07 | Mediating Conversations
“Every uttered word makes and impression and causes a reaction. Leaders who understand and respect the power of words produce far reaching benefit with minimal stress and time” Mike Connolly
In part, because individual judgement is not accurate enough or consistent enough, cognitive diversity is essential to good decision making”. James Suroweiki
There is no job that can be achieved without a conversation at some time, yet the art and science of conversation is rarely considered, nor are we taught that there are different styles and skills of conversational practice that can build or destroy relationships.
In workplaces, most collaborative achievements are plagued by flawed human interactions. Moments of defensiveness, forceful and even aggressive behaviours disturb the equilibrium of collective efforts and people are often left stressed and resentful. The result is disengagement or even worse, disbandment. No matter how sophisticated we think we are, our brains are still primitive in their responses to challenge and disagreement and although we also have the capacity to consider and change the ways we relate in order to get a better outcome, this is seldom practiced.
Furthermore, although we see communication blunders every week in the media and watch the effects of fake news and the war of words in political circles, executives and leaders still trivialise the power of conversation. They dismiss it as a soft skill instead of realising that every undertaking (whether moral or not) is successful because someone has considered what, how and who they converse with. When conversation is constructive and ethical, a common bond and purpose is established and there is respect for all other’s aspirations, concerns and circumstances, no matter how diverse these are. This is the basis of a mediating conversation.
Groups and people also make decisions and in today’s uncertainty and complexity the best decisions are made by groups in which there is social and cognitive diversity and inclusion. With cognitive and social diversity comes differing and often conflicting perspectives. Mediating conversations provides the process by which to negotiate these and arrive at considered and wise decisions.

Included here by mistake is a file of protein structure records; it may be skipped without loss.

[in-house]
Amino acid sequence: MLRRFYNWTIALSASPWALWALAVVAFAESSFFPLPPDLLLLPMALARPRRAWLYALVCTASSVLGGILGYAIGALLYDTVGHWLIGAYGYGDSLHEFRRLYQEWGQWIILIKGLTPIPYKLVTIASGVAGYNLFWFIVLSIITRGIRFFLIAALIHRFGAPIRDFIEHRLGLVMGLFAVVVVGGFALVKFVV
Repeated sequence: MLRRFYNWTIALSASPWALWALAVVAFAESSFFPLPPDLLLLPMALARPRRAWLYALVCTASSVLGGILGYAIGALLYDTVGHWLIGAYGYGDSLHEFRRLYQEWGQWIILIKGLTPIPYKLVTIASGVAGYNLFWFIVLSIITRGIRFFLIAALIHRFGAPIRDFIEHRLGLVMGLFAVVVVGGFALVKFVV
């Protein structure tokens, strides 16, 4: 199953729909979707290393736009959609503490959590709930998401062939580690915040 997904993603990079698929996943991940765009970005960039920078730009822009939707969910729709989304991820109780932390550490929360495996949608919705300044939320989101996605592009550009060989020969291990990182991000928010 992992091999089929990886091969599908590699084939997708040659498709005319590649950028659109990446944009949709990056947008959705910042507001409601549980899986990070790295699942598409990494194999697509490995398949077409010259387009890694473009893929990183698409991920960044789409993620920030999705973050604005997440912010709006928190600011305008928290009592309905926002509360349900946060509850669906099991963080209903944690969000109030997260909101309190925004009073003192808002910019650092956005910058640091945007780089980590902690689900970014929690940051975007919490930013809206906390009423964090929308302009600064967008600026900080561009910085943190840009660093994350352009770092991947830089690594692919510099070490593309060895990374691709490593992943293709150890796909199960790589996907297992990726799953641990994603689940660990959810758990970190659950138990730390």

The Principles of Mediating Conversations
- The foundation of all effective conversations is shared purpose and vision
- The mindset of participants shapes the conversational practices in the room
- Participants should speak FOR as much as AGAINST
- Resistance in the room invites inquiry,
- Equal airtime is the basis of groups that work well together
- No perspective is all right or all wrong
- All perspectives need to be heard, considered and responded to,
- Serial monologues and ‘opinion dumping’ reduce engagement and participation,
- Effective conversations have a balance between inquiry and advocacy
- Decisions are based on consensus not compliance.
What are they?
One-to-one sessions assist people listen, understand and respect each other’s perspectives and leads to mutually agreed actions that enable the shared purpose to be realised.
Group sessions are conducted in situ to assist groups to engage in perspective taking, consideration of their impact on others, and honest and respectful attention to each other’s concerns and contexts.
Who should attend?
- When individuals and groups are not working well together
- When there are difficult situations and relationships that people want to resolve informally,
- When there is a need to develop the skills of and make, complex decisions,
- Experience of ethical dilemmas in the workplace,
- When people want to learn the art and science of good conversations